How to make meetings work better

Source: Bartleby, The Economist June 30th 2018

Recently I found a very interesting article about how to make meetings work better. Since I have the responsabilty of been the Dean of the School of Architecture, Design and Art in the University of Monterrey, I care, more than before, about other people’s time. And it is because a matter of respect, of course, but also because we, as managers, should care about productivity. Implicit into productivity it’s the concept of ‘opportunity cost’. The opportunity cost is what you give up to get something done, in this case a meeting. And it is what the persons that are attending the meeting, are giving up to get your meeting to be done. So it has a value to you.

Indeed, every choice has a value to you.

It is important when you gather members of your team, you have a good reason for it. These notes are extracted from the article with this title published in The Economist in June 30th:

“It is almost true that most workers view the prospect of a two-hour meeting as a form of torture. In 1957, C. North Cote Parkinson, came up with the law of triviality, that:

“The time spent on any item of the agenda will be in inverse proportion to the sum (of money) involved”

But here it comes a paradox, and it lies in that, although workers hate attending meetings, they loathe being excluded even more. Nothing is so likely to induce paranoia than a department meeting to which you are not invited. This is why to avoid this fear, managers are tempted to invite as many people as might be interested.”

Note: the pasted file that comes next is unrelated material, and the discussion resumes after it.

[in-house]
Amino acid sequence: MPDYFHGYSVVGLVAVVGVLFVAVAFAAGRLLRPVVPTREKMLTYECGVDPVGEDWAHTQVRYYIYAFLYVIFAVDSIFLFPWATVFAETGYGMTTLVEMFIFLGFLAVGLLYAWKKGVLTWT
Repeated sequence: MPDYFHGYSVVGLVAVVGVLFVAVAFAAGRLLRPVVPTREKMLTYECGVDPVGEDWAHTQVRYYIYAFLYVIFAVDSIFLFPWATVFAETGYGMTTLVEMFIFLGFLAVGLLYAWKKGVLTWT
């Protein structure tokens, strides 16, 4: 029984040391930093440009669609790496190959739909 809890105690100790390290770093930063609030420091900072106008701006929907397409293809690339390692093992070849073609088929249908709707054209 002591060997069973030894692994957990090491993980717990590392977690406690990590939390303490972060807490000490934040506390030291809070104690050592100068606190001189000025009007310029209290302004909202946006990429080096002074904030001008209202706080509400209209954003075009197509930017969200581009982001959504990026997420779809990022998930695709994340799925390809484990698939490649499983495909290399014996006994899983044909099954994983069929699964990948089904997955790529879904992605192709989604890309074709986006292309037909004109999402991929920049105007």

Here it comes some solutions extracted in the cited text:

  1. Prerequisite is to establish if the meeting is designed to persuade the staff to go along with a management decision or to learn about the workers’ ideas and problems. If first then allies of whoever is in the chair should speak first, if last low-status employees should be encouraged to speak, and there should be a “non interrumption rule” so they cannot be intimidated.
  2. Inform people of the agenda in advanced and tackle the most important first.
  3. Be sure everyone knows what has been decided. Many would be surprised how many directors leave a meeting without being sure of what has been agreed upon.
  4. Use messaging groups. Information can be imparted in succinct form and those who are not involved can ignore the messages and get on with their work.

If you follow these rules, the next time you’re tempted to call team members together, you must have a good answer to the question: “is this meeting absolutely necessary?”